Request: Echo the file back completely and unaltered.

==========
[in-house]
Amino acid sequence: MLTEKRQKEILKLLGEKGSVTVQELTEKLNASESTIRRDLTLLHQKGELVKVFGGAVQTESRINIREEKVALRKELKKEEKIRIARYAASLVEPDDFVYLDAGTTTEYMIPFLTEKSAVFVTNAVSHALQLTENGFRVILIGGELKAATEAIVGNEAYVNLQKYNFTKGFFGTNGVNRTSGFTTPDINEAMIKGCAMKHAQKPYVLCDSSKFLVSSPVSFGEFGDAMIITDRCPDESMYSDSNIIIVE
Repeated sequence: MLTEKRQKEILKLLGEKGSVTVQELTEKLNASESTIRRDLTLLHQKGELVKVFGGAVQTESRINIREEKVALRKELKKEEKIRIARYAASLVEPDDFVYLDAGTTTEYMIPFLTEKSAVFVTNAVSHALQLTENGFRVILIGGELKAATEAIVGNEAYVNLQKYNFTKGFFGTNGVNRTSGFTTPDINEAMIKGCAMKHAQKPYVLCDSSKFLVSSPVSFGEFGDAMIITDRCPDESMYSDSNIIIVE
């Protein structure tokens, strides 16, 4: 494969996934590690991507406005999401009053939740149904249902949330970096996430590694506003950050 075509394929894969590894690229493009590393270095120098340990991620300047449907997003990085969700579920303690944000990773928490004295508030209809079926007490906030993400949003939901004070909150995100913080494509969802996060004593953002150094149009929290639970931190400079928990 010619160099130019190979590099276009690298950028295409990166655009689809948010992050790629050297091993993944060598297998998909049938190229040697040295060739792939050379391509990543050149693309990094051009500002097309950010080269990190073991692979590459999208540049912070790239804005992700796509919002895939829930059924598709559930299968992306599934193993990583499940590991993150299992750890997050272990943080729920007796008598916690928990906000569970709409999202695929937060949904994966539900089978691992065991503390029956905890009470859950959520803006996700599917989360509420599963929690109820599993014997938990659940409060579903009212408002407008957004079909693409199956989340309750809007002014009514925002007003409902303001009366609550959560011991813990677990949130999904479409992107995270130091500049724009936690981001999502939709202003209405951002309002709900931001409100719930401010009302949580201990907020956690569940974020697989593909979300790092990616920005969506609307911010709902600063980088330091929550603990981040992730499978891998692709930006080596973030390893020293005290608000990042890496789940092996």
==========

[in-house]
Amino acid sequence: MLTEKRQKEILKLLGEKGSVTVQELTEKLNASESTIRRDLTLLHQKGELVKVFGGAVQTESRINIREEKVALRKELKKEEKIRIARYAASLVEPDDFVYLDAGTTTEYMIPFLTEKSAVFVTNAVSHALQLTENGFRVILIGGELKAATEAIVGNEAYVNLQKYNFTKGFFGTNGVNRTSGFTTPDINEAMIKGCAMKHAQKPYVLCDSSKFLVSSPVSFGEFGDAMIITDRCPDESMYSDSNIIIVE
Repeated sequence: MLTEKRQKEILKLLGEKGSVTVQELTEKLNASESTIRRDLTLLHQKGELVKVFGGAVQTESRINIREEKVALRKELKKEEKIRIARYAASLVEPDDFVYLDAGTTTEYMIPFLTEKSAVFVTNAVSHALQLTENGFRVILIGGELKAATEAIVGNEAYVNLQKYNFTKGFFGTNGVNRTSGFTTPDINEAMIKGCAMKHAQKPYVLCDSSKFLVSSPVSFGEFGDAMIITDRCPDESMYSDSNIIIVE
């Protein structure tokens, strides 16, 4: 494969996934590690991507406005999401009053939740149904249902949330970096996430590694506003950050 075509394929894969590894690229493009590393270095120098340990991620300047449907997003990085969700579920303690944000990773928490004295508030209809079926007490906030993400949003939901004070909150995100913080494509969802996060004593953002150094149009929290639970931190400079928990 010619160099130019190979590099276009690298950028295409990166655009689809948010992050790629050297091993993944060598297998998909049938190229040697040295060739792939050379391509990543050149693309990094051009500002097309950010080269990190073991692979590459999208540049912070790239804005992700796509919002895939829930059924598709559930299968992306599934193993990583499940590991993150299992750890997050272990943080729920007796008598916690928990906000569970709409999202695929937060949904994966539900089978691992065991503390029956905890009470859950959520803006996700599917989360509420599963929690109820599993014997938990659940409060579903009212408002407008957004079909693409199956989340309750809007002014009514925002007003409902303001009366609550959560011991813990677990949130999904479409992107995270130091500049724009936690981001999502939709202003209405951002309002709900931001409100719930401010009302949580201990907020956690569940974020697989593909979300790092990616920005969506609307911010709902600063980088330091929550603990981040992730499978891998692709930006080596973030390893020293005290608000990042890496789940092996």